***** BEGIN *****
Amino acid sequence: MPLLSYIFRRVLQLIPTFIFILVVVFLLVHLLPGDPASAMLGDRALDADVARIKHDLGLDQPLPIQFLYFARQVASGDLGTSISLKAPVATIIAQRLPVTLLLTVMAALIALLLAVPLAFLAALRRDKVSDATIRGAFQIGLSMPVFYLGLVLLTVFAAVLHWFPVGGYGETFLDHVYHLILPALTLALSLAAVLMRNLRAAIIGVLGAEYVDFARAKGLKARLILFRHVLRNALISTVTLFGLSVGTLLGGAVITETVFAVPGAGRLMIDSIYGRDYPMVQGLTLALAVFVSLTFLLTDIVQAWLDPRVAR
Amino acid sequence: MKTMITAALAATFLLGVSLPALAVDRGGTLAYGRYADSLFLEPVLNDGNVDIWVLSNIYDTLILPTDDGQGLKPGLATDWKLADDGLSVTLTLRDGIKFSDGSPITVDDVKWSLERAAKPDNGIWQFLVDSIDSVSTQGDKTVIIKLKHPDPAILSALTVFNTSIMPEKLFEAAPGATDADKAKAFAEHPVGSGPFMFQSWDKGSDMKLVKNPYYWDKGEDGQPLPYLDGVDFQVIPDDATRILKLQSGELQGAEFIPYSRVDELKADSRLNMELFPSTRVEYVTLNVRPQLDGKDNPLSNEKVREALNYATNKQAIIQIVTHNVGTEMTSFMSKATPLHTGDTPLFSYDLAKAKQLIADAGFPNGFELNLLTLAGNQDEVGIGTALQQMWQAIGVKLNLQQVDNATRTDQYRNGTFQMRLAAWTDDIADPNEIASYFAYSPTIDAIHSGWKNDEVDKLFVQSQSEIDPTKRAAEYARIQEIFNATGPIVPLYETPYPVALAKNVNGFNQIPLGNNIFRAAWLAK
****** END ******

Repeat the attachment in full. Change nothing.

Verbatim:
Amino acid sequence: MPLLSYIFRRVLQLIPTFIFILVVVFLLVHLLPGDPASAMLGDRALDADVARIKHDLGLDQPLPIQFLYFARQVASGDLGTSISLKAPVATIIAQRLPVTLLLTVMAALIALLLAVPLAFLAALRRDKVSDATIRGAFQIGLSMPVFYLGLVLLTVFAAVLHWFPVGGYGETFLDHVYHLILPALTLALSLAAVLMRNLRAAIIGVLGAEYVDFARAKGLKARLILFRHVLRNALISTVTLFGLSVGTLLGGAVITETVFAVPGAGRLMIDSIYGRDYPMVQGLTLALAVFVSLTFLLTDIVQAWLDPRVAR
Amino acid sequence: MKTMITAALAATFLLGVSLPALAVDRGGTLAYGRYADSLFLEPVLNDGNVDIWVLSNIYDTLILPTDDGQGLKPGLATDWKLADDGLSVTLTLRDGIKFSDGSPITVDDVKWSLERAAKPDNGIWQFLVDSIDSVSTQGDKTVIIKLKHPDPAILSALTVFNTSIMPEKLFEAAPGATDADKAKAFAEHPVGSGPFMFQSWDKGSDMKLVKNPYYWDKGEDGQPLPYLDGVDFQVIPDDATRILKLQSGELQGAEFIPYSRVDELKADSRLNMELFPSTRVEYVTLNVRPQLDGKDNPLSNEKVREALNYATNKQAIIQIVTHNVGTEMTSFMSKATPLHTGDTPLFSYDLAKAKQLIADAGFPNGFELNLLTLAGNQDEVGIGTALQQMWQAIGVKLNLQQVDNATRTDQYRNGTFQMRLAAWTDDIADPNEIASYFAYSPTIDAIHSGWKNDEVDKLFVQSQSEIDPTKRAAEYARIQEIFNATGPIVPLYETPYPVALAKNVNGFNQIPLGNNIFRAAWLAK